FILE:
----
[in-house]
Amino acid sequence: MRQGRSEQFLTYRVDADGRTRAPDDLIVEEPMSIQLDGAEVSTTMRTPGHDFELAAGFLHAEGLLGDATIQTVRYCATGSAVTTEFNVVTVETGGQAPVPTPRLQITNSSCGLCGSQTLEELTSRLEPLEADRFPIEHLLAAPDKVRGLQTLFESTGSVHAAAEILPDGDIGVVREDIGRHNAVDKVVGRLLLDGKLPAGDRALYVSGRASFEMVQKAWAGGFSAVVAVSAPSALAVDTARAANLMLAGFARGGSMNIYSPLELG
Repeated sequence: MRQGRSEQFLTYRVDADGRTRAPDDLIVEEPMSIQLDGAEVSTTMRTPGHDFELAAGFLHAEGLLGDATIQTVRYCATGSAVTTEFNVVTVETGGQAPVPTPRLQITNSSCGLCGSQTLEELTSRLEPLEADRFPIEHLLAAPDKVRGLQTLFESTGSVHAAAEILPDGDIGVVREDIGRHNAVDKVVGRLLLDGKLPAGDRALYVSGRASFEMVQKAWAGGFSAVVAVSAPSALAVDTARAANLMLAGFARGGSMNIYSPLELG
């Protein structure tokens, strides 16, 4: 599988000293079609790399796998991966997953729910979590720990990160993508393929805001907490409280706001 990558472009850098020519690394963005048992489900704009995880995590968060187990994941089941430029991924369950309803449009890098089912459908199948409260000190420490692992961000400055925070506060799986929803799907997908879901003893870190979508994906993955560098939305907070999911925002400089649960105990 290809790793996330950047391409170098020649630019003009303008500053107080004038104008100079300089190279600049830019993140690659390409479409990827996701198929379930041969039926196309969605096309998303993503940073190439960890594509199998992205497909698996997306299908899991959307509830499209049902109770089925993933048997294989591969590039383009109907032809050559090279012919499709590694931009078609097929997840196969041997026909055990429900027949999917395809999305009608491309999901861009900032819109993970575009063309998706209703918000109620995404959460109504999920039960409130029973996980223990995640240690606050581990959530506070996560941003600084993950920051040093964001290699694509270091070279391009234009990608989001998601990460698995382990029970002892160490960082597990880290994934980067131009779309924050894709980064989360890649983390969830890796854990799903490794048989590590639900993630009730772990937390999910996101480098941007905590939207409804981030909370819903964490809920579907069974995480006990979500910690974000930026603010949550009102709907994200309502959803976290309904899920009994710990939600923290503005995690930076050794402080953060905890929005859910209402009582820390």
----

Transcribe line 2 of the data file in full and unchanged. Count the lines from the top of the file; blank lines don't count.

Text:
Amino acid sequence: MRQGRSEQFLTYRVDADGRTRAPDDLIVEEPMSIQLDGAEVSTTMRTPGHDFELAAGFLHAEGLLGDATIQTVRYCATGSAVTTEFNVVTVETGGQAPVPTPRLQITNSSCGLCGSQTLEELTSRLEPLEADRFPIEHLLAAPDKVRGLQTLFESTGSVHAAAEILPDGDIGVVREDIGRHNAVDKVVGRLLLDGKLPAGDRALYVSGRASFEMVQKAWAGGFSAVVAVSAPSALAVDTARAANLMLAGFARGGSMNIYSPLELG